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Beware: Nearly Half of Voters Think Media Fabricate Anti-Trump Stories

Trump's anti-media crusade is working, with 85 percent of his supporters saying they distrust the press

At a rally in Arizona in August, President Trump called journalists "liars" and accused media outlets of not covering the event, furthering the narrative that the media fabricates stories about him. (Photo: @TPM/Twitter)

Though the president is a documented serial liar, a relatively large portion of the U.S. electorate—and an even higher proportion of his Republican base—think the media is publishing made-up stories about President Donald Trump.

According to a new Politico/Morning Consult poll out Wednesday, 46 percent of all people surveyed believe that news stories about Trump stories are "fabricated," while 76 percent of Republicans say the media publishes made up stories about Trump.

The president has aggressively pushed the narrative that the media publishes "fake news" about him. He has attacked news outlets for relying on sources who choose to stay anonymous—a practice often used in investigative journalism and one that has become especially prevalent during the Trump administration, as sources have shared controversial details of the White House's inner workings with the press.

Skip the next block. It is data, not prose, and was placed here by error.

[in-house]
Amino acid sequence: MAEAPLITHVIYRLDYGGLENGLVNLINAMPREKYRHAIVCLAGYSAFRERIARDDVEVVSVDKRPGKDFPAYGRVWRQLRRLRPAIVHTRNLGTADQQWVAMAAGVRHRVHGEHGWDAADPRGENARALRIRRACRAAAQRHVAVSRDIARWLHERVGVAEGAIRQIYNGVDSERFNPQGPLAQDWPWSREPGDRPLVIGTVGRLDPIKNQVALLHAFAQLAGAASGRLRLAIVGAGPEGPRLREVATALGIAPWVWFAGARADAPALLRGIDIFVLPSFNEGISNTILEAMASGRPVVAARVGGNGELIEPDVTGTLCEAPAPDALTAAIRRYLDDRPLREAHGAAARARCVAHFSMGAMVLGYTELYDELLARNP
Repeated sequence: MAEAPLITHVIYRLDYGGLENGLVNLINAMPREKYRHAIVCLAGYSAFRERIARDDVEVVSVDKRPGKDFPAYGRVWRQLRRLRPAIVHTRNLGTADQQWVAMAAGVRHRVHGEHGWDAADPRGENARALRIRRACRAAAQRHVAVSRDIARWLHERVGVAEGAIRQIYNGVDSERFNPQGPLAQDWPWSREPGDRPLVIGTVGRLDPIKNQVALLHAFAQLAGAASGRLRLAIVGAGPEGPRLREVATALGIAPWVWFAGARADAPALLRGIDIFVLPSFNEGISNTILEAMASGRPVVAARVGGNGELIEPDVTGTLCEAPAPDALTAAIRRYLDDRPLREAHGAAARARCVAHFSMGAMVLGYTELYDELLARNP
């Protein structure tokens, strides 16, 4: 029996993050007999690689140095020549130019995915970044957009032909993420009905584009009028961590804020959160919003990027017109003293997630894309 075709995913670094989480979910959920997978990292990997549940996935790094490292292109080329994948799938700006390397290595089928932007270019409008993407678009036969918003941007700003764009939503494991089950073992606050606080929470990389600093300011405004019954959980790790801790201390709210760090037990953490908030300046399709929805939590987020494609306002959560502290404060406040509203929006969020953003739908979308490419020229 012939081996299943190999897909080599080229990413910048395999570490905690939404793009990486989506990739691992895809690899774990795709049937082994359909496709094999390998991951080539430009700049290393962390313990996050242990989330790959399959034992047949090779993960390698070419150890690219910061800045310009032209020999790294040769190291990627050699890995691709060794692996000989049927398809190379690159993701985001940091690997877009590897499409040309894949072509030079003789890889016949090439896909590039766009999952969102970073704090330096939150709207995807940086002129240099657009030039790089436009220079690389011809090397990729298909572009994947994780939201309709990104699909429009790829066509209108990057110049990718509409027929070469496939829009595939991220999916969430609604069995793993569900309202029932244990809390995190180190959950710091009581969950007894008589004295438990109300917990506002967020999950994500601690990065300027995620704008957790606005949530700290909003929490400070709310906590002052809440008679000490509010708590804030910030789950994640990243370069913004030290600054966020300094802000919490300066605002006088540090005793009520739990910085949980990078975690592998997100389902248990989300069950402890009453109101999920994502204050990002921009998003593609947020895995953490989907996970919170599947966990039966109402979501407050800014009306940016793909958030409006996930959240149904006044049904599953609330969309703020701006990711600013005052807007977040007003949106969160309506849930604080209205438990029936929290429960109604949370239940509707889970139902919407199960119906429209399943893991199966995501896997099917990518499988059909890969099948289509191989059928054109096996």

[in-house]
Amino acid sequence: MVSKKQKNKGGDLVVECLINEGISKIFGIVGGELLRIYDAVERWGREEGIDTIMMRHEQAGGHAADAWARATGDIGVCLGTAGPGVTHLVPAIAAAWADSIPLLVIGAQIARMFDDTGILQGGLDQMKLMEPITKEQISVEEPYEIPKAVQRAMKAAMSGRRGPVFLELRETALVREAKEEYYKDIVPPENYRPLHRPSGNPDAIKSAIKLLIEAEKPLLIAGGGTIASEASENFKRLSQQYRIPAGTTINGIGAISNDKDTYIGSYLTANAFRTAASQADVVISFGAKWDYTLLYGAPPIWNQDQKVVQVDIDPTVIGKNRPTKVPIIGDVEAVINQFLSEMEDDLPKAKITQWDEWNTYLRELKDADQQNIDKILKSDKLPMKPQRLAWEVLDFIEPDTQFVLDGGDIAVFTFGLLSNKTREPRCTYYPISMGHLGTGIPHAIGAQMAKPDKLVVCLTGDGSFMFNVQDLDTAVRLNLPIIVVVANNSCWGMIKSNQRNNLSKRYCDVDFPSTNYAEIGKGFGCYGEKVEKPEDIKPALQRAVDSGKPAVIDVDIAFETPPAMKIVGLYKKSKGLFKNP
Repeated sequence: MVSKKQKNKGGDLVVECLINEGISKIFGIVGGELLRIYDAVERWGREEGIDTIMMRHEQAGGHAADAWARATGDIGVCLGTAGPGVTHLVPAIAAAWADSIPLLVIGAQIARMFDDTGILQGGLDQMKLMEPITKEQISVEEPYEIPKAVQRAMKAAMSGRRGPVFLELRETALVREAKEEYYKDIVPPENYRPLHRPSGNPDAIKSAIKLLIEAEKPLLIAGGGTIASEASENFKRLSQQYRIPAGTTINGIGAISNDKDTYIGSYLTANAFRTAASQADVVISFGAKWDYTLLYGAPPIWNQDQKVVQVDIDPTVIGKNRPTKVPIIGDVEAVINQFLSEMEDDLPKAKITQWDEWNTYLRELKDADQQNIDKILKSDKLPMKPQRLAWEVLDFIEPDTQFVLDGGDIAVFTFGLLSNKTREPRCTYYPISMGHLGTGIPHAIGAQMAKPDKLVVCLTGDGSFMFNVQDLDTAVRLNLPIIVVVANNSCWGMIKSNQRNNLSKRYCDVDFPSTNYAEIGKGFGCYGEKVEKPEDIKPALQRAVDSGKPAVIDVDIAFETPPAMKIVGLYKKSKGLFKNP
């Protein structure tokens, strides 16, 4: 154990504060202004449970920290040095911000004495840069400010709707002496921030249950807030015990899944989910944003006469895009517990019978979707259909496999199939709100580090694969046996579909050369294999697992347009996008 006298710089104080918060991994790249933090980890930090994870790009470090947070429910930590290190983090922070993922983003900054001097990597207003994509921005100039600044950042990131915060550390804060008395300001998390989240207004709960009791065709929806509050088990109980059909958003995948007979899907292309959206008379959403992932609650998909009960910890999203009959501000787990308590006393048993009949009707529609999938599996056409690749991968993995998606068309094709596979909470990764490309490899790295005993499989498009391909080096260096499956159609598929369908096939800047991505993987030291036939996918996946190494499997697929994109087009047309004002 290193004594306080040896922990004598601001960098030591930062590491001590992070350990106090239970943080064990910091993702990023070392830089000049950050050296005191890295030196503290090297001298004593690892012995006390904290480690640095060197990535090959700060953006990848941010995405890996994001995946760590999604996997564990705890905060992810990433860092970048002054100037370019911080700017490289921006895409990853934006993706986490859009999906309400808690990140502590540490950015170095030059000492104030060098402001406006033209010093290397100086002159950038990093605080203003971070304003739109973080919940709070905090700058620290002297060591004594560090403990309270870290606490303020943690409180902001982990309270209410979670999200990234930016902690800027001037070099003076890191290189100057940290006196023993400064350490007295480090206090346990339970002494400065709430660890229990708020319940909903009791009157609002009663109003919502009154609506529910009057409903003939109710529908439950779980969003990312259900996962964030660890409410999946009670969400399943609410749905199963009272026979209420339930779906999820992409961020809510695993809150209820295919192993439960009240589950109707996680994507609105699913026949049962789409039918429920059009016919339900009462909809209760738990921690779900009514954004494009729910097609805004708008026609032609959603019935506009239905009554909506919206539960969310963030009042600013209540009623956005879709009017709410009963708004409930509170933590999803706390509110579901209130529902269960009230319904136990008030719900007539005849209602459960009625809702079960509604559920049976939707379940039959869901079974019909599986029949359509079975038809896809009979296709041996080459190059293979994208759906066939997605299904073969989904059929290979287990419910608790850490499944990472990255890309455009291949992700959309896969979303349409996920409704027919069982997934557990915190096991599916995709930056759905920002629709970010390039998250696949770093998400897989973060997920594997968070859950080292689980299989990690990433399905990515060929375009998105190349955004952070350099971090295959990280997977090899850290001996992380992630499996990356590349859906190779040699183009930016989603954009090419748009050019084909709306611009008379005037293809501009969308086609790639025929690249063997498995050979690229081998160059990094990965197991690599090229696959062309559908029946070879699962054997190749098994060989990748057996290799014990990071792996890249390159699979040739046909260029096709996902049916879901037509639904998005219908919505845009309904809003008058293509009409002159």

Trump has also called journalists "liars" and "sick people" for the press's coverage of his comments about the Charlotteville protests, falsely accused news outlets of turning off their cameras at his rally, and suggested last week that NBC's broadcast license should be challenged due to its reporting of so-called "fake news."

He also frequently claims that others who share negative stories about him are deliberately lying, most recently on Wednesday morning when he tweeted that Rep. Frederica Wilson's (D-Fla.) account of his conversation with a military widow was "totally fabricated"—further contributing to his base's apparent belief that negative stories about the president are automatically untrue.

Some in the media took Politico's poll as a warning sign to the media to reduce its use of anonymous sources, while others pointed to Trump's persistent portrayal of the media as untrustworthy, as the direct cause of the public's low opinion of news outlets.

Some in the media took the poll's findings as a warning for journalists to reduce their use of anonymous sources, while others pointed to Trump's persistent portrayal of the media as untrustworthy to be the real cause of the public's low opinion of news outlets.

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